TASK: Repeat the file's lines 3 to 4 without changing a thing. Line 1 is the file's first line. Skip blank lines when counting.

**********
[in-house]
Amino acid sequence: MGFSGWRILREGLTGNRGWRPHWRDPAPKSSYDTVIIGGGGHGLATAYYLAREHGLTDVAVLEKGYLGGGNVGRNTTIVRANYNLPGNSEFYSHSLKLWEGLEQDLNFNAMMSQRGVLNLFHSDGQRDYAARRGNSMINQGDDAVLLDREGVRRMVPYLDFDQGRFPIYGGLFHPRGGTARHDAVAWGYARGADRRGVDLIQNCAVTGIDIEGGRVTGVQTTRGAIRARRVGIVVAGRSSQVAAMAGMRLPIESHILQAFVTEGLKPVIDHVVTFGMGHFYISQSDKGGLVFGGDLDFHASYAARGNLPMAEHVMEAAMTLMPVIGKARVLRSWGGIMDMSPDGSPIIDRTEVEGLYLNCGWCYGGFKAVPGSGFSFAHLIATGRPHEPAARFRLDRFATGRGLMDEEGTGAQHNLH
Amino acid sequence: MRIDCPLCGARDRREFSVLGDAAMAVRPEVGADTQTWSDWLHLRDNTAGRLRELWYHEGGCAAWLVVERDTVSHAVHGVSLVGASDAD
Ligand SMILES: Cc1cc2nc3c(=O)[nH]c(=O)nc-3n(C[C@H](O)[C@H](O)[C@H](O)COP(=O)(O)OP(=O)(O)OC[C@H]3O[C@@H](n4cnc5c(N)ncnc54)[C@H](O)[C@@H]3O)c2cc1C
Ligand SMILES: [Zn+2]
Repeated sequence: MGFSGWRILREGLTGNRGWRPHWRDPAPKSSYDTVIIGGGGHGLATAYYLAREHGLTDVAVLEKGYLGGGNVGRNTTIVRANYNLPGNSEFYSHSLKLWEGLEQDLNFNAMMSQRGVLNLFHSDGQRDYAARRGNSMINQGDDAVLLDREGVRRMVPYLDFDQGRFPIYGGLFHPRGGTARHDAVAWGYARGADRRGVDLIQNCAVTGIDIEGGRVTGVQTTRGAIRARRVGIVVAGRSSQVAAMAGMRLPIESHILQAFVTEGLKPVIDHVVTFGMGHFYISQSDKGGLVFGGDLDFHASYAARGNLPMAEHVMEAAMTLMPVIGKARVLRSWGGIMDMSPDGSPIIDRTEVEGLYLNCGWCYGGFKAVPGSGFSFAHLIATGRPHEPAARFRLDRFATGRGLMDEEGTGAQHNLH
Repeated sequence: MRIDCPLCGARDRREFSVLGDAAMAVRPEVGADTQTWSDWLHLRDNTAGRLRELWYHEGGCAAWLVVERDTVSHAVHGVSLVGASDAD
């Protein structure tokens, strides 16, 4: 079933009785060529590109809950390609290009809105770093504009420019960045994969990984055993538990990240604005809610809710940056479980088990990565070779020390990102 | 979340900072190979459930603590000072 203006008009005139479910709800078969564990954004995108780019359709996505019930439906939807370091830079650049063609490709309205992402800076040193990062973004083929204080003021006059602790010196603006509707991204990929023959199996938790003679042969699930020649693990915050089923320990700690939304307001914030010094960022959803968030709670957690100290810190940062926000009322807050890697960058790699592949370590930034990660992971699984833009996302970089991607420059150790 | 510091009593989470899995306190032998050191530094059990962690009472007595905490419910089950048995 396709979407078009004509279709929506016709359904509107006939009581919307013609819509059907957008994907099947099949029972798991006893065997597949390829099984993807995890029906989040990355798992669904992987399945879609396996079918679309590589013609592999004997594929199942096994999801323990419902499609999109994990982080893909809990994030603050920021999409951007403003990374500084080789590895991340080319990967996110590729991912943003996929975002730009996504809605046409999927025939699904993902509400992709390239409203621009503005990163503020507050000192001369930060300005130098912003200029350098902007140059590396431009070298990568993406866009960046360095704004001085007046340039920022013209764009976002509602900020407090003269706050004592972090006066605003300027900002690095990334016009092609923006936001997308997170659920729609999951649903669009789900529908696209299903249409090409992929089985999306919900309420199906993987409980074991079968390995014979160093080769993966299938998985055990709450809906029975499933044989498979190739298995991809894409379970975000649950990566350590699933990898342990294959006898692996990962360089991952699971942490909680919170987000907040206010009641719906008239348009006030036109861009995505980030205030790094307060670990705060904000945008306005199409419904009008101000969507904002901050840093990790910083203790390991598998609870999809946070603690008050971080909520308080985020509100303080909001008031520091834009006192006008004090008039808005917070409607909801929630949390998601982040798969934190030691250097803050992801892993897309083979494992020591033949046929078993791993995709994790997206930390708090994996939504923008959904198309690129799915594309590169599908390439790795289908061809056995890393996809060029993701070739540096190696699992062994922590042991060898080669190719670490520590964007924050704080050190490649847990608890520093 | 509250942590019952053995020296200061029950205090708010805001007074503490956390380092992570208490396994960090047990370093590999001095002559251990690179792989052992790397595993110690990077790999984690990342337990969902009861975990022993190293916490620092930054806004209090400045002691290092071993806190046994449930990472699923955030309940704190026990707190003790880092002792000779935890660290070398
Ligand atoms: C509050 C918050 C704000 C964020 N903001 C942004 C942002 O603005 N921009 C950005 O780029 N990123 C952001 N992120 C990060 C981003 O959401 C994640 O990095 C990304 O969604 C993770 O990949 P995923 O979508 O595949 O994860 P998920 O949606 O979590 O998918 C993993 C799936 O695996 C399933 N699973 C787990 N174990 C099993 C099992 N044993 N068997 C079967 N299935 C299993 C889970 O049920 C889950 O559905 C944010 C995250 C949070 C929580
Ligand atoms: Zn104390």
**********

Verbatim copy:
Amino acid sequence: MRIDCPLCGARDRREFSVLGDAAMAVRPEVGADTQTWSDWLHLRDNTAGRLRELWYHEGGCAAWLVVERDTVSHAVHGVSLVGASDAD
Ligand SMILES: Cc1cc2nc3c(=O)[nH]c(=O)nc-3n(C[C@H](O)[C@H](O)[C@H](O)COP(=O)(O)OP(=O)(O)OC[C@H]3O[C@@H](n4cnc5c(N)ncnc54)[C@H](O)[C@@H]3O)c2cc1C